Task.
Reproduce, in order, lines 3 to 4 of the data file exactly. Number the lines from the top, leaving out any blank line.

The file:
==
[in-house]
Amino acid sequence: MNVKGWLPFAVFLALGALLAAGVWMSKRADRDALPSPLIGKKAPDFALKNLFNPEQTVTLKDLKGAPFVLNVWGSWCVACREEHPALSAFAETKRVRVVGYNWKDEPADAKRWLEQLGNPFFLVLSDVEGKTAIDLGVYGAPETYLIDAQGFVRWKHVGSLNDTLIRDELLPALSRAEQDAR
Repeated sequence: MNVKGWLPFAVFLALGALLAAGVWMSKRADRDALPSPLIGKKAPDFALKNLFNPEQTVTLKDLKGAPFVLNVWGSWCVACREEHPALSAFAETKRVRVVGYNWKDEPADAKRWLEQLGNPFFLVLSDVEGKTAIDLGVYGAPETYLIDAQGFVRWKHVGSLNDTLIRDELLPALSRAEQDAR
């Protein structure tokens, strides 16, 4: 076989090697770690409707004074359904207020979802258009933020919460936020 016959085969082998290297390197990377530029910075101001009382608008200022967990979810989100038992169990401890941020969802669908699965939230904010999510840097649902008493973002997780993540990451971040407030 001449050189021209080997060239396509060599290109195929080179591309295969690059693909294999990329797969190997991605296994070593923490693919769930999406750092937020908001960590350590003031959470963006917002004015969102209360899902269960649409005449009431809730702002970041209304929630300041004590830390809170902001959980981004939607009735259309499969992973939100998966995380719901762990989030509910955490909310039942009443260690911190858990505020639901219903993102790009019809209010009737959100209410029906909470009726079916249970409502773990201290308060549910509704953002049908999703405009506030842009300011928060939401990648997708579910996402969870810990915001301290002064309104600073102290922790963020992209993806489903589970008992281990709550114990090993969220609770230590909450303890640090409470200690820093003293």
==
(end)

Repeated sequence: MNVKGWLPFAVFLALGALLAAGVWMSKRADRDALPSPLIGKKAPDFALKNLFNPEQTVTLKDLKGAPFVLNVWGSWCVACREEHPALSAFAETKRVRVVGYNWKDEPADAKRWLEQLGNPFFLVLSDVEGKTAIDLGVYGAPETYLIDAQGFVRWKHVGSLNDTLIRDELLPALSRAEQDAR
């Protein structure tokens, strides 16, 4: 076989090697770690409707004074359904207020979802258009933020919460936020 016959085969082998290297390197990377530029910075101001009382608008200022967990979810989100038992169990401890941020969802669908699965939230904010999510840097649902008493973002997780993540990451971040407030 001449050189021209080997060239396509060599290109195929080179591309295969690059693909294999990329797969190997991605296994070593923490693919769930999406750092937020908001960590350590003031959470963006917002004015969102209360899902269960649409005449009431809730702002970041209304929630300041004590830390809170902001959980981004939607009735259309499969992973939100998966995380719901762990989030509910955490909310039942009443260690911190858990505020639901219903993102790009019809209010009737959100209410029906909470009726079916249970409502773990201290308060549910509704953002049908999703405009506030842009300011928060939401990648997708579910996402969870810990915001301290002064309104600073102290922790963020992209993806489903589970008992281990709550114990090993969220609770230590909450303890640090409470200690820093003293």